The shifting sands of Indian politics
"There are three main diseases of this country, sir: typhoid, cholera, and election fever. This last one is the worst". Aravinda Adiga, in White Tiger.
After the Mumbai shootings last year, things looked bad for the Congress Party. But India's bookmakers now put Manmohan Singh, the ruling Congress party prime minister, as the odds on favourite for riding home in the coming Indian elections, when the voting figures are finally released on May 16th and the horse trading in the backroom deal begins.
The fly in the ointment this time around could be this new left-led alliance, the Third Front, that is pitted against the two stalwarts, the Congress Party and the BJP - the Hindu nationalist Bharatiya Janata Party. It is difficult to get the measure of this Third Front. It is a grouping of local regional parties (which in India are crucial in the horse trading) that may be very active in particular states. It also includes the communists, again a party that is still very strong in some states and which has often strongly opposed Manmohan Singh in trying to bring more liberal changes to India. Small parties can cause big havoc in India. If Congress gets a slender majority in the elections (which it may well do), the Third Front could end up being the kingmaker. It can then throw its weight around and demand the impossible. The premier's post, for instance.
What interests me is the progress that Kumari Mayawati has made in politics. She is a dalit (what used to be called the untouchables), and is the leader of Bahujan Samaj (Majority of the People) Party which has a substantial following across some states, including her home state - the huge Uttar Pradesh in the north.
Its population, 190 million (more than Indonesia), makes it the fourth most populous country in the world. It's fields are fertile. Yet its farmers get very little benefit from the state (apart from very cheap electricity). A large portion of its population are farmers (see Wiki) and they are very poor too; UP is the third poorest state after Orissa and Bihar, next door to UP. The state is home to 8 percent of the world's poorest people! And UP is corrupt of course. Although Uttar Pradesh, for example, has the highest ratio of road workers in the world, and pays them three times the market going rate, its roads are in a terrible mess. The farmers cannot get their produce to market! A third of the fruit and vegetables rot before they arrive at local markets. Currently Behenji ('tallest leader' as she is called) Mayawati is Uttar Pradesh's chief minister, for the fourth time. She has enormous power in the state and is well able to hold her own at the hustings. According to Edward Luce (In Spite of the Gods - I know, I keep quoting him!), 'few leaders in today's India can bank on as much loyalty from their volters as Mayawati. Electoral analysts say that her BSP has the most disciplined vote bank of any party in India.'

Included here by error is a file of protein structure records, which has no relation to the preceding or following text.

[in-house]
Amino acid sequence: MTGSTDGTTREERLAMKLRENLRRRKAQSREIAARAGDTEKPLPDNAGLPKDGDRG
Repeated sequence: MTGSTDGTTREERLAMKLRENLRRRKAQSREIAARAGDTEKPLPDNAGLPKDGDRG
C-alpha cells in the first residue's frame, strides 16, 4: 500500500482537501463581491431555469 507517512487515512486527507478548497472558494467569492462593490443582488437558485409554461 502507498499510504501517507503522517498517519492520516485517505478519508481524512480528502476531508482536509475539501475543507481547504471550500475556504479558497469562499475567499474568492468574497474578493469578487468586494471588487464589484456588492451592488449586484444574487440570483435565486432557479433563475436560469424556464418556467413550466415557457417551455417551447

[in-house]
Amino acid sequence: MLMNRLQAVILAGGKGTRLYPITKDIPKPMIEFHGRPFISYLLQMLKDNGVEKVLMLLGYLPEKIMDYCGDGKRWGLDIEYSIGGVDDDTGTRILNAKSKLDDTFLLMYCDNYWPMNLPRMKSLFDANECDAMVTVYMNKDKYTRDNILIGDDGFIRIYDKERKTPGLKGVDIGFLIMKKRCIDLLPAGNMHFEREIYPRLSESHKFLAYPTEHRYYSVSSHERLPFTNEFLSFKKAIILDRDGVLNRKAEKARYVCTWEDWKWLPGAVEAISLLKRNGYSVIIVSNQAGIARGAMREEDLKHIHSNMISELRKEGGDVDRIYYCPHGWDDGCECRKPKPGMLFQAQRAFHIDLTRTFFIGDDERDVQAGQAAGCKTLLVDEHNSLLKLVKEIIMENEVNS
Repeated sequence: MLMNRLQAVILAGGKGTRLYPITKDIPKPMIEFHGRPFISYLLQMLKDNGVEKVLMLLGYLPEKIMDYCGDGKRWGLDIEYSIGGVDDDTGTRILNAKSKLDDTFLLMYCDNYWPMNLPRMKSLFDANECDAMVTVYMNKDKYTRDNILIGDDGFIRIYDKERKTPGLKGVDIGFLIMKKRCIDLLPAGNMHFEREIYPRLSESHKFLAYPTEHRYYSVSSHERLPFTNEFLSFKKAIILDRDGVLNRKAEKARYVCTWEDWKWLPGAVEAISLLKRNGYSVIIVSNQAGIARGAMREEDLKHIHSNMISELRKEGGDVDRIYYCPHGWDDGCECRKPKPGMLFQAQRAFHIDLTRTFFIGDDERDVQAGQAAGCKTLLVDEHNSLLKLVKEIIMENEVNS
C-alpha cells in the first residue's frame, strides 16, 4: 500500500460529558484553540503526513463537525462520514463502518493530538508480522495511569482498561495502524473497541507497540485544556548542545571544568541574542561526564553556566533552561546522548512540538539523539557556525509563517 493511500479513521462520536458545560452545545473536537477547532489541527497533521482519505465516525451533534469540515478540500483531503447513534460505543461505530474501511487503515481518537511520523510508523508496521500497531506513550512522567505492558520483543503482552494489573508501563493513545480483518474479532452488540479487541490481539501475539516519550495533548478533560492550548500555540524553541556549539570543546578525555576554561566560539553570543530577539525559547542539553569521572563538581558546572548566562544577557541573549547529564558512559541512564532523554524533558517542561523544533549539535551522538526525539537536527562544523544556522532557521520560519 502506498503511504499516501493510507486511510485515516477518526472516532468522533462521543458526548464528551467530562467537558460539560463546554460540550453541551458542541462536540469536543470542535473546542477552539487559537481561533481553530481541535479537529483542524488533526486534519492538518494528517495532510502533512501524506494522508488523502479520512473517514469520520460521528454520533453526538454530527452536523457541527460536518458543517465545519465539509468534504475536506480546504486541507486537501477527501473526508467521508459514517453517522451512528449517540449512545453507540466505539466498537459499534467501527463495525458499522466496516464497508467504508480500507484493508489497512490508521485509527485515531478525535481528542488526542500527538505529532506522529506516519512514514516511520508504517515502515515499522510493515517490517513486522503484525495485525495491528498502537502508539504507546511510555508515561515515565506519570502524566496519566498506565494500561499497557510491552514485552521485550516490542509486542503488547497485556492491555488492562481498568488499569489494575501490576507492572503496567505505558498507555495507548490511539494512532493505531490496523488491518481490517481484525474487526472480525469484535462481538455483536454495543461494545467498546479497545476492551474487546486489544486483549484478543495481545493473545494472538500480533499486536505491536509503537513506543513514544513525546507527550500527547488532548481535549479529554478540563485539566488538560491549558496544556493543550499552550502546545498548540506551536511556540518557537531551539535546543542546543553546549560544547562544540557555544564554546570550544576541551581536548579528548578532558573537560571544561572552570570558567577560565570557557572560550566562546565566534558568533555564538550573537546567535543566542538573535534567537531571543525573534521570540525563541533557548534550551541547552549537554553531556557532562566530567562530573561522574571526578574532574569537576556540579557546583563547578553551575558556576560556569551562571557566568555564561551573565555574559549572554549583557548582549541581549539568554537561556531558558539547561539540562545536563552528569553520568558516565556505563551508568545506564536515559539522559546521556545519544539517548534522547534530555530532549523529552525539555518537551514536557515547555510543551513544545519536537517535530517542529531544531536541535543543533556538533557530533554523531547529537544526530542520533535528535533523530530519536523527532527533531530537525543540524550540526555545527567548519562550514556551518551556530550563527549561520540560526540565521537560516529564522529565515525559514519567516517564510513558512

Uttar Pradesh is also interesting for having 30 million Muslims, a footlose political grouping often ignored by other parties. They often support parties led by the likes of Mayawati: at least she knows what discrimination and isolation are like so she understands some of their concerns. Not that all Muslims are discriminated against; some are highly successful. Maywati does campaign strongly on minority issues and is detrmined to get more dalits in government jobs. Although I don't really understand the complexities of Indian caste politics, as an outsider, I can see its possible significance in this election what with the power Mayawati has to draw votes. Kanchan Chandra, an MIT researcher who has surveyed voters in UP, says that sharing a caste background can be hugely significant in India when you want to get something done, especially if the politicians knows you voted for them. "Elections in a patronage-based democracy (like India) are in essence covert auctions in which basic services, which should in principle be available to every citizen, are sold instead to the highest bidder".
Uttar Pradesh is an important state, electorally. It has 84 of the country's 543 constituencies and is home to about a sixth of India's parliamentary seats. Yet both main parties cannot match the influence here of these local but significant parties. Behenji Mayawati has said that she will not throw in her lot with the Third Front. But she may join them after the votes are caste. She is enormously ambitious - for her party and herself (see NowPublic's Rahul's post on her 32 weeks ago ('India's low caste leader...'. ).
The bookmakers don't put Megawati's chances of becoming the next prime minister very high. Her odds this week were twentyfive to one, according to the BBC.
But I am still going to watch very closely as this year's politics unfold in Uttar Pradesh.